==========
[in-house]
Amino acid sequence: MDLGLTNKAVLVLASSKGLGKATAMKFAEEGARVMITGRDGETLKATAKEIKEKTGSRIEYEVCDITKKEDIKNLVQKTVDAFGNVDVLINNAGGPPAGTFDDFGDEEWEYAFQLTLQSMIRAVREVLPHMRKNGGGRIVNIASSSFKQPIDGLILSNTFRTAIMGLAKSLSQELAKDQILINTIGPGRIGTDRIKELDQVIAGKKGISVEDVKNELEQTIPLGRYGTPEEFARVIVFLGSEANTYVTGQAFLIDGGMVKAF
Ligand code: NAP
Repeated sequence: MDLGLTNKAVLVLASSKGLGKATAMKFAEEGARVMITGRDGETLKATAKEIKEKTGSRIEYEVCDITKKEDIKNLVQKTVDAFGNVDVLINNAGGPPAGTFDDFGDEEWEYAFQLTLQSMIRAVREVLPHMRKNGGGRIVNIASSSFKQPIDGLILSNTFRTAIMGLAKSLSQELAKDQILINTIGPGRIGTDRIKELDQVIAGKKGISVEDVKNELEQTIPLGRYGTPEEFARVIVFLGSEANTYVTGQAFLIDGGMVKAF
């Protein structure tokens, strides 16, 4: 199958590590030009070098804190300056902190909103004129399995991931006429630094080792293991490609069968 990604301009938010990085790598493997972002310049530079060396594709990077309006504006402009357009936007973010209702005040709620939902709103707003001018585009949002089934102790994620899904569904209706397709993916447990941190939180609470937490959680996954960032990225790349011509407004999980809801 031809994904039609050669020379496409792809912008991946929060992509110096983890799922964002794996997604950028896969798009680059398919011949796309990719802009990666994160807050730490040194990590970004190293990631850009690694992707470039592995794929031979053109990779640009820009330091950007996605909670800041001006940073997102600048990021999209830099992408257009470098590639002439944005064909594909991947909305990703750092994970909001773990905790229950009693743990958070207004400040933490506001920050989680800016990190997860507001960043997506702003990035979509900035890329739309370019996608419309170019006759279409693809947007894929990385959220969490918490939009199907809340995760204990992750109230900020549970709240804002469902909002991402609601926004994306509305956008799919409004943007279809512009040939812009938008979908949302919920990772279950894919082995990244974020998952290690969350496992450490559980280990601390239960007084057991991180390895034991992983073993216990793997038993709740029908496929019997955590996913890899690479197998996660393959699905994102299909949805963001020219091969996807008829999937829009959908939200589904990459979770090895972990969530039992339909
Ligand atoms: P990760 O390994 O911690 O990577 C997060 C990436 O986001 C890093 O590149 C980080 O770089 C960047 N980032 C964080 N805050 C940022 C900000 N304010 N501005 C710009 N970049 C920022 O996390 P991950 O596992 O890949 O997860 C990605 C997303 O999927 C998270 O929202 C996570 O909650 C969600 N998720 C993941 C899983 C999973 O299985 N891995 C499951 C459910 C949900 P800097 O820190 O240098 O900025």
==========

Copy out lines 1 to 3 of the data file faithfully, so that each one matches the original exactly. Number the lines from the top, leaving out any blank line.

[in-house]
Amino acid sequence: MDLGLTNKAVLVLASSKGLGKATAMKFAEEGARVMITGRDGETLKATAKEIKEKTGSRIEYEVCDITKKEDIKNLVQKTVDAFGNVDVLINNAGGPPAGTFDDFGDEEWEYAFQLTLQSMIRAVREVLPHMRKNGGGRIVNIASSSFKQPIDGLILSNTFRTAIMGLAKSLSQELAKDQILINTIGPGRIGTDRIKELDQVIAGKKGISVEDVKNELEQTIPLGRYGTPEEFARVIVFLGSEANTYVTGQAFLIDGGMVKAF
Ligand code: NAP